Is Your Website ADA Compliant? What Florida Companies Need to Know

Is Your Website ADA Compliant? What Florida Companies Need to Know

The Americans With Disabilities Act (“ADA”) was enacted in 1990 to prohibit discrimination against individuals with disabilities in all areas of public life, including in employment, schools, transportation and all public places and private places that are open to the public.  Title III of the ADA regulates public accommodations and services operated by private entities, and is the basis for a new wave of “website accessibility” claims.

ADA public accommodation accessibility claims

Traditionally, public accommodation accessibility claims involved unannounced visits by individuals with one or more disabilities to places of business (typically restaurants, hotels, and other retail establishments) to ascertain whether such public accommodations were in compliance with the ADA.  Many of these “visits” were undertaken by either representatives of interest groups or “testers”, who may not have even lived close to or otherwise frequented such places.  Numerous lawsuits resulted, with Florida being a hot spot for such activity.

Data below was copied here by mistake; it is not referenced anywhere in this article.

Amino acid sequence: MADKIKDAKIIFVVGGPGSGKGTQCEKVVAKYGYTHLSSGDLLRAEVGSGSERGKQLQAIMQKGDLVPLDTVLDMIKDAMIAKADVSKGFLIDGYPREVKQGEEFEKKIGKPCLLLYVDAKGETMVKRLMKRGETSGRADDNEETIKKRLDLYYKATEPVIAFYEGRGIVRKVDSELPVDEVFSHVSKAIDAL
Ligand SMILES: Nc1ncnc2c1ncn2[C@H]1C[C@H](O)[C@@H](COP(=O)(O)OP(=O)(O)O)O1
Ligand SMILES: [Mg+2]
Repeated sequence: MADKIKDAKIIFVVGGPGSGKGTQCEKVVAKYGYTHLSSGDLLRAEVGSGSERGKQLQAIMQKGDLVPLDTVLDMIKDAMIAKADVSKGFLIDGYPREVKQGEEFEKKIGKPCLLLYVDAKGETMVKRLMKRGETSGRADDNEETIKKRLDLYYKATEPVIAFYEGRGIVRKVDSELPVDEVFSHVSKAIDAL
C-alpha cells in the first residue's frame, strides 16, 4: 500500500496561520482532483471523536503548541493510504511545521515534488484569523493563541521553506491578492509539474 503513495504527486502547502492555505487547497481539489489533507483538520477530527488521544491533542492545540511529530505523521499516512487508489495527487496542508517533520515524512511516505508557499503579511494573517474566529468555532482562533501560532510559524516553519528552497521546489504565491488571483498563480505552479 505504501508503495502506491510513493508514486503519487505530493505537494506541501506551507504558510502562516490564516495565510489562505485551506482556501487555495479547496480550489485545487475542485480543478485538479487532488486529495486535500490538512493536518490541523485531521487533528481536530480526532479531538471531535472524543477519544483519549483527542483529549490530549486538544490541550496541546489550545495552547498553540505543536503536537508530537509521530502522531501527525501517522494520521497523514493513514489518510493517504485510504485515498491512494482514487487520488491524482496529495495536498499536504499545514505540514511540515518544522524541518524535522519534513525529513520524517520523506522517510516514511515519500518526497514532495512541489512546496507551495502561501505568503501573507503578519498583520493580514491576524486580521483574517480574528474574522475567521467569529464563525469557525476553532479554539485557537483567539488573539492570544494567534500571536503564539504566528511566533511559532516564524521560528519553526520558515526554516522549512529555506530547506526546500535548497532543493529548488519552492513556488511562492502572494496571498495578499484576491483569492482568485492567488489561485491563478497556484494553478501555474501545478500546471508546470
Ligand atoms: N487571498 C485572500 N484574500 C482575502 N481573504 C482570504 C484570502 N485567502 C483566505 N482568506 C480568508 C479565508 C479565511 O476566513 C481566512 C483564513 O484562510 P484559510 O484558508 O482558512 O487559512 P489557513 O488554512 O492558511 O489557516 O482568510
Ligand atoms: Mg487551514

With the advent and proliferation of websites and the internet, issues were raised as to whether company websites were within the scope of the ADA and, thus, whether they had a duty to code their websites to be accessible to visually impaired and hearing impaired persons.  Despite the fact that the Department of Justice, regardless of its repeated pronouncements, has failed to enact regulations governing the accessibility of websites, claims have been brought against companies for their alleged lack of website accessibility compliance under the ADA.  These claims have accelerated and expanded in number.  Once again, Florida is at the top of the pack in the number of these lawsuits